(Dr. Laxon is a lecturer in the Department of Space and Climate Physics, University College London, and a frequent visitor to Paros)
We scientists back in the UK who play around all day with our computers and satellite data have two main objectives: - firstly to understand what on earth is going on with the climate system, and secondly to ensure that we try to tell ordinary folks what’s going on - otherwise what's the point of us doing the work in the first place?
So, by way of clarification, I would add the following comments to Gyp's article: Specifically it's important to understand that "El-Nino" and "Global Warming" are not the same thing (and I work in a place stuffed with other scientists who spend their whole time looking for black holes and know nothing about climate)!!
El-Nino is a periodic oscillation in the Pacific Ocean temperatures that occurs about every 5-10 years and has been going on for at least the past 400 years. Sure it has an adverse affect on the climate, but we still don't yet understand exactly how it affects things. Global warming on the other hand is completely different. The whole "Global Warming" thing rests on the theory that oil and gas burning since the industrial revolution, which is known to add carbon di-oxide (CO2) to the atmosphere, will eventually cause the Earth to warm. Therefore it cannot be said to be the same thing as "El-Nino" events which have been occurring since well before the industrial revolution (the earliest was recorded in 1567).
As for "Global Warming" now being a fact...well it would be nice to have a lot of facts to work with in science, but unfortunately they are few and far between. The only fact we can be really sure of is that there is a great deal of uncertainty in the universe. (It's a fact for example that, in theory, it is possible for your head to levitate several inches above your body and then re-attach itself without any ill effects. This is, however, extremely unlikely - see Heisenburg’s Uncertainty Principle).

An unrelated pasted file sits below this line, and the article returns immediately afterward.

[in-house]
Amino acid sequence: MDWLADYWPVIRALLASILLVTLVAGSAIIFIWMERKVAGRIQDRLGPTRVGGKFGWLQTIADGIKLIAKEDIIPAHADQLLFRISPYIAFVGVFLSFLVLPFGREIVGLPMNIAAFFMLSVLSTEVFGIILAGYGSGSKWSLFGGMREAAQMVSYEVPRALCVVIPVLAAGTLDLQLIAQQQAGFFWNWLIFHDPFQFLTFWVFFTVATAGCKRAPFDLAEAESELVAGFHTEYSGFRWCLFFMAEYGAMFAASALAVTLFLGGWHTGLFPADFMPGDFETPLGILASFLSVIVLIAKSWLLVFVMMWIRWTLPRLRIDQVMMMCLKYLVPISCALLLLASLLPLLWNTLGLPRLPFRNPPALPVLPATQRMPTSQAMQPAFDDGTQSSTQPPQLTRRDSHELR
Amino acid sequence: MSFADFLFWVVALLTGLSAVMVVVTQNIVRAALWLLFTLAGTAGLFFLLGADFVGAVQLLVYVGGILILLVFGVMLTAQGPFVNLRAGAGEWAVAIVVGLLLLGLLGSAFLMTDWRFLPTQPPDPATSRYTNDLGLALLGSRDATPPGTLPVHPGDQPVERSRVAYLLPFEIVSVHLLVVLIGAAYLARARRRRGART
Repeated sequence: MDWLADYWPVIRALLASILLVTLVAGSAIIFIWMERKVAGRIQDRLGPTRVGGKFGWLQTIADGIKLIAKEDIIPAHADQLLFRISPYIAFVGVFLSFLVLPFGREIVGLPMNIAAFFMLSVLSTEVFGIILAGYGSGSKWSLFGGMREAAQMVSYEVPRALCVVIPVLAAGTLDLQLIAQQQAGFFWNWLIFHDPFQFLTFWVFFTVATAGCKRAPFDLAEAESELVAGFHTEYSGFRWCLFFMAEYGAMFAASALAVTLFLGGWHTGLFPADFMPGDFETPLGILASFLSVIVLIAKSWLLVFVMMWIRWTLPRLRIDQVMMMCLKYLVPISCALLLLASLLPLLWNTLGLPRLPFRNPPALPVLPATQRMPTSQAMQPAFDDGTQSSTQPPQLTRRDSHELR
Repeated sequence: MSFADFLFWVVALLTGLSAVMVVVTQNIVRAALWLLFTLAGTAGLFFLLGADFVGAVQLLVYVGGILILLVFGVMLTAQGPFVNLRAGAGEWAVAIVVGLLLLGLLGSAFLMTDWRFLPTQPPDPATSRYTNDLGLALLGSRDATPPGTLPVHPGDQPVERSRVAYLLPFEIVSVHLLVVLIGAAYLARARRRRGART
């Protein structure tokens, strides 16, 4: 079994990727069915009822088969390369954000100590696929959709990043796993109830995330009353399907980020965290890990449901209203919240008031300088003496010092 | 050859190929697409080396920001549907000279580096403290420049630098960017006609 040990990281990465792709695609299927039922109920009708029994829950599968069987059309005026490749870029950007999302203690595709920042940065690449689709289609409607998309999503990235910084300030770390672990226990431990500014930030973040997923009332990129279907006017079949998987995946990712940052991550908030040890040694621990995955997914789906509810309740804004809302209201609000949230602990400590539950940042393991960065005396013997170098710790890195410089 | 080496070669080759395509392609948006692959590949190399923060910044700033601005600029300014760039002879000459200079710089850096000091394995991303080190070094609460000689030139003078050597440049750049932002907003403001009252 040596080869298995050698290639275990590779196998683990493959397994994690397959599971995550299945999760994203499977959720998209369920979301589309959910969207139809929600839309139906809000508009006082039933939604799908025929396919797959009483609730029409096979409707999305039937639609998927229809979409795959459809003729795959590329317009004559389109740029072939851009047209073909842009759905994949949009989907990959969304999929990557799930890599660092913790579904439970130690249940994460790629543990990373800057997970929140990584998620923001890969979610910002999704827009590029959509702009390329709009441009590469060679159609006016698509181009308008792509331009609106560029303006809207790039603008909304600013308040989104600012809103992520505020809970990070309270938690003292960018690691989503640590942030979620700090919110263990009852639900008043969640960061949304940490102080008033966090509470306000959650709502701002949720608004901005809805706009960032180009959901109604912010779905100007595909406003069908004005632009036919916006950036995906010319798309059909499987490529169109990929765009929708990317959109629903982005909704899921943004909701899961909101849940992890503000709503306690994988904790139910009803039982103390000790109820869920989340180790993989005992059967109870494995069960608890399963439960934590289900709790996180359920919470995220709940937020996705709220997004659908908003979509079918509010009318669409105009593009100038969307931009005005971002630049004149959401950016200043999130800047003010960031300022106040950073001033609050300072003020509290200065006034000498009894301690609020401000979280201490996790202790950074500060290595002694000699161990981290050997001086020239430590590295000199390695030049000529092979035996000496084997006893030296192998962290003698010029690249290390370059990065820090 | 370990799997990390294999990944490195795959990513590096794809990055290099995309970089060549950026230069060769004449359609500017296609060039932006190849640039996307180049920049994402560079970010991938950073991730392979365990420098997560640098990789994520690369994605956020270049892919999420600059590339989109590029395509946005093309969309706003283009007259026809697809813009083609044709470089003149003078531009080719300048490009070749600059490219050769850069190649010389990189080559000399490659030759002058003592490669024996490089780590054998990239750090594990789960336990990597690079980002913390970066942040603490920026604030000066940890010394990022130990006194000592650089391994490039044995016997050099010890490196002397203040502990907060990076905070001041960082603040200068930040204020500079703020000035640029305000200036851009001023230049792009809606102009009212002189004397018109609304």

I would say in preference that the consensus is now moving towards the view that some of the things we are seeing going on today with the world's weather may be due to shoving all that C02 into the atmosphere. The trouble is of course that whenever you talk to a journalist they want a straight yes or no answer... something which it’s pretty impossible to give. More likely then that perhaps 50% of scientists these days are saying yes rather than no, something a bit different from hard fact.
Even though our computer models and satellite measurement systems are getting fantastically complicated, they are nowhere near as complex as Mother Nature herself. It's like trying to simulate the complex systems in a jumbo jet with, say, a paper dart.
The simple fact is that there's an awful lot still to do to understand the world’s climate and how it might change. You might, in the light of all this, think that it's not worth bothering, given how far away we are from really understanding what's going on. The consequences of "Global Warming" though are pretty serious - you can't exactly just scrap the Earth when it breaks and go buy another one down the local store! Moreover, how would us scientists have any more fun if the problem were solved as simply as that